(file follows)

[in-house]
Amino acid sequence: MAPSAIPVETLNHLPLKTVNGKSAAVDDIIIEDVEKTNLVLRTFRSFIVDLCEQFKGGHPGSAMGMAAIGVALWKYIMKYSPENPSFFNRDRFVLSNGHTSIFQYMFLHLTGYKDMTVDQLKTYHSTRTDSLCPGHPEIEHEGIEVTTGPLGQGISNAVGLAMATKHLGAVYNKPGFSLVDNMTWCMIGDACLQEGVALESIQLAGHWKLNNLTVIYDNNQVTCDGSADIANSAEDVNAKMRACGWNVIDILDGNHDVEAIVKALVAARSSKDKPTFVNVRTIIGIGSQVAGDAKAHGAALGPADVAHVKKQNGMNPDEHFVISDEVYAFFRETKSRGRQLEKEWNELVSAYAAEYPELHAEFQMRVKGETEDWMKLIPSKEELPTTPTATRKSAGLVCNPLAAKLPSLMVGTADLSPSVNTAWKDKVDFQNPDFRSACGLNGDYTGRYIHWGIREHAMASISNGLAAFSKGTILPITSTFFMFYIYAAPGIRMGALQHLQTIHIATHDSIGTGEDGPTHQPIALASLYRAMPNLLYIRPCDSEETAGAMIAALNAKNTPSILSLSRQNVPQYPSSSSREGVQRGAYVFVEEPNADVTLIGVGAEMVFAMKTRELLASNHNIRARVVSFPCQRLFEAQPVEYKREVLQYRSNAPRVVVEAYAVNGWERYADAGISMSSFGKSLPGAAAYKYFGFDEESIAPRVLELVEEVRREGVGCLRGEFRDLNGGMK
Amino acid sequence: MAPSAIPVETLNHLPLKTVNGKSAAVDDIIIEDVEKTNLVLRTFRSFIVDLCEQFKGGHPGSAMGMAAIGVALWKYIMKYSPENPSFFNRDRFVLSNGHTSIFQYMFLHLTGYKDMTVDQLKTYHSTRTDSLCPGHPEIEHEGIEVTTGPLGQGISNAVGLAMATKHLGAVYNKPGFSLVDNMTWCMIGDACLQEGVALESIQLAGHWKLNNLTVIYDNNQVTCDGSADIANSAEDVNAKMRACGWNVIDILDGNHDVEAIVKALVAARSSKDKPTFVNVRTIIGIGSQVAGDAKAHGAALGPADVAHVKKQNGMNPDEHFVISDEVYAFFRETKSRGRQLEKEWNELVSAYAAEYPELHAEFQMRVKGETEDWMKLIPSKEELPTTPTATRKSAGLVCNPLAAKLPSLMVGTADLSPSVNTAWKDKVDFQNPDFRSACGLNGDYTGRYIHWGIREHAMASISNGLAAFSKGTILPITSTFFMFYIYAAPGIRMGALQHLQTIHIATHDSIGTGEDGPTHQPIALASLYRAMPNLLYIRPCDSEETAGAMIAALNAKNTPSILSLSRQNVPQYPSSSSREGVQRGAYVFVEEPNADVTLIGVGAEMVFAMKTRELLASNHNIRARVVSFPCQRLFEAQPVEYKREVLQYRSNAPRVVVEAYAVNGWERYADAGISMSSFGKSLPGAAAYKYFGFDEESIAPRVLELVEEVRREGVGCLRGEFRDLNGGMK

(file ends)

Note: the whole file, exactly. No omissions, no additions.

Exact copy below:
[in-house]
Amino acid sequence: MAPSAIPVETLNHLPLKTVNGKSAAVDDIIIEDVEKTNLVLRTFRSFIVDLCEQFKGGHPGSAMGMAAIGVALWKYIMKYSPENPSFFNRDRFVLSNGHTSIFQYMFLHLTGYKDMTVDQLKTYHSTRTDSLCPGHPEIEHEGIEVTTGPLGQGISNAVGLAMATKHLGAVYNKPGFSLVDNMTWCMIGDACLQEGVALESIQLAGHWKLNNLTVIYDNNQVTCDGSADIANSAEDVNAKMRACGWNVIDILDGNHDVEAIVKALVAARSSKDKPTFVNVRTIIGIGSQVAGDAKAHGAALGPADVAHVKKQNGMNPDEHFVISDEVYAFFRETKSRGRQLEKEWNELVSAYAAEYPELHAEFQMRVKGETEDWMKLIPSKEELPTTPTATRKSAGLVCNPLAAKLPSLMVGTADLSPSVNTAWKDKVDFQNPDFRSACGLNGDYTGRYIHWGIREHAMASISNGLAAFSKGTILPITSTFFMFYIYAAPGIRMGALQHLQTIHIATHDSIGTGEDGPTHQPIALASLYRAMPNLLYIRPCDSEETAGAMIAALNAKNTPSILSLSRQNVPQYPSSSSREGVQRGAYVFVEEPNADVTLIGVGAEMVFAMKTRELLASNHNIRARVVSFPCQRLFEAQPVEYKREVLQYRSNAPRVVVEAYAVNGWERYADAGISMSSFGKSLPGAAAYKYFGFDEESIAPRVLELVEEVRREGVGCLRGEFRDLNGGMK
Amino acid sequence: MAPSAIPVETLNHLPLKTVNGKSAAVDDIIIEDVEKTNLVLRTFRSFIVDLCEQFKGGHPGSAMGMAAIGVALWKYIMKYSPENPSFFNRDRFVLSNGHTSIFQYMFLHLTGYKDMTVDQLKTYHSTRTDSLCPGHPEIEHEGIEVTTGPLGQGISNAVGLAMATKHLGAVYNKPGFSLVDNMTWCMIGDACLQEGVALESIQLAGHWKLNNLTVIYDNNQVTCDGSADIANSAEDVNAKMRACGWNVIDILDGNHDVEAIVKALVAARSSKDKPTFVNVRTIIGIGSQVAGDAKAHGAALGPADVAHVKKQNGMNPDEHFVISDEVYAFFRETKSRGRQLEKEWNELVSAYAAEYPELHAEFQMRVKGETEDWMKLIPSKEELPTTPTATRKSAGLVCNPLAAKLPSLMVGTADLSPSVNTAWKDKVDFQNPDFRSACGLNGDYTGRYIHWGIREHAMASISNGLAAFSKGTILPITSTFFMFYIYAAPGIRMGALQHLQTIHIATHDSIGTGEDGPTHQPIALASLYRAMPNLLYIRPCDSEETAGAMIAALNAKNTPSILSLSRQNVPQYPSSSSREGVQRGAYVFVEEPNADVTLIGVGAEMVFAMKTRELLASNHNIRARVVSFPCQRLFEAQPVEYKREVLQYRSNAPRVVVEAYAVNGWERYADAGISMSSFGKSLPGAAAYKYFGFDEESIAPRVLELVEEVRREGVGCLRGEFRDLNGGMK